Na Thi Ty Ngo - April 11, 2022

Prediction of Bioactive Peptides Produced From Camelina (Camelina Sativa (L.) Crantz) Meal Using In Silico Approaches

Prediction of Bioactive Peptides Produced From Camelina (Camelina Sativa (L.) Crantz) Meal Using In Silico Approaches

Na Thi Ty Ngo
PhD candidate
Department of Biochemistry
Memorial University

Monday, April 11, 2022
Time: 1-2 pm
Location: Arts and Administration Building Room 1046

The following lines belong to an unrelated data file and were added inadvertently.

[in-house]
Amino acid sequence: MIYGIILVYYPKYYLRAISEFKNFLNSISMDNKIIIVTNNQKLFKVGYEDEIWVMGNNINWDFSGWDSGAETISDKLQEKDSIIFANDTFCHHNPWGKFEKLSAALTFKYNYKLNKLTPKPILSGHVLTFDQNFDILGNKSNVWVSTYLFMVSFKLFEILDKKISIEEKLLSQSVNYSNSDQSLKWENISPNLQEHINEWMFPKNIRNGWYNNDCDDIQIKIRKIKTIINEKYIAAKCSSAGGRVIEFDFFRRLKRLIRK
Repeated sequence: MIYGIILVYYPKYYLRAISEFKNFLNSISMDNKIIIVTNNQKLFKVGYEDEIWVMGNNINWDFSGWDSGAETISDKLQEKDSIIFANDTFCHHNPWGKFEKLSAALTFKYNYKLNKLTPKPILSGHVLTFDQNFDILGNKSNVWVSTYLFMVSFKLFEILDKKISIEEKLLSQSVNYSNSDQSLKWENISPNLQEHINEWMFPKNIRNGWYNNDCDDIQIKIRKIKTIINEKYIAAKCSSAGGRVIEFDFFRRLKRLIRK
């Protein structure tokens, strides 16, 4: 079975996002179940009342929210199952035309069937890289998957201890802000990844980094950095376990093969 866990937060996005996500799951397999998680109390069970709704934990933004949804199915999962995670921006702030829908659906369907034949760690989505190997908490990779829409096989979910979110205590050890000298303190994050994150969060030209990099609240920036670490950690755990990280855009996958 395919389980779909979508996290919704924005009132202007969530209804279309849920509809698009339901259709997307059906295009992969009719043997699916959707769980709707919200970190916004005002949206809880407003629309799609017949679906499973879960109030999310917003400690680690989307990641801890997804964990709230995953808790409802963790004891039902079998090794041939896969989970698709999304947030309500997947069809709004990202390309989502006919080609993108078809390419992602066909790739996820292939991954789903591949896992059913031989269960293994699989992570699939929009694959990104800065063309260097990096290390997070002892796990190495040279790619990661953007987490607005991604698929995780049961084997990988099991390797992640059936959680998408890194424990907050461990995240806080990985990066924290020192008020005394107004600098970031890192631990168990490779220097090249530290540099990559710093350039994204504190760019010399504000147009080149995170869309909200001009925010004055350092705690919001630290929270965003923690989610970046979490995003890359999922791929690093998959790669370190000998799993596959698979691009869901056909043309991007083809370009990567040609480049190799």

Camelina and sophia meals are valuable underutilised by-products of the oil-processing industry, which are high in protein at about 40%. Our previous studies revealed that their protein isolates and protein hydrolysates have desirable functional properties and antioxidant activities. Therefore, they can be considered a prime source of bioactive peptides to develop functional food ingredients and nutraceutical products. The predictions of bioactive peptides can be achieved by employing bioinformatics methods. The aim of this presentation is to focus only on utilizing camelina protein hydrolysates for releasing potent antioxidative and angiotensin-converting enzyme (ACE) inhibitory peptides, and dipeptidyl peptidase IV (DPP IV) inhibitor using various in silico approaches. The BIOPEP-UWM, ToxinPred, and AlgPred were used to analyse the peptide susceptibility to gastrointestinal enzyme degradation, toxicity, and allergenicity in silico. The results show the essential amino acid contents of camelina protein isolates and hydrolysates were comparable and satisfy the World Health Organization, and Food and Agriculture Organization (WHO/FAO) recommendations. We found that all digestive resistant peptides were nontoxic and displayed favorable functional properties, indicating that they may have the potential for being used in various food applications. In silico prediction of absorption, digestion, metabolism, and excretion profiles based on physicochemical properties and Lipinski's rule-of-five revealed that most peptides had desirable drug-like properties. This study provides insight into potential use of undervalued camelina processing discards for the development of functional food products or nutraceuticals.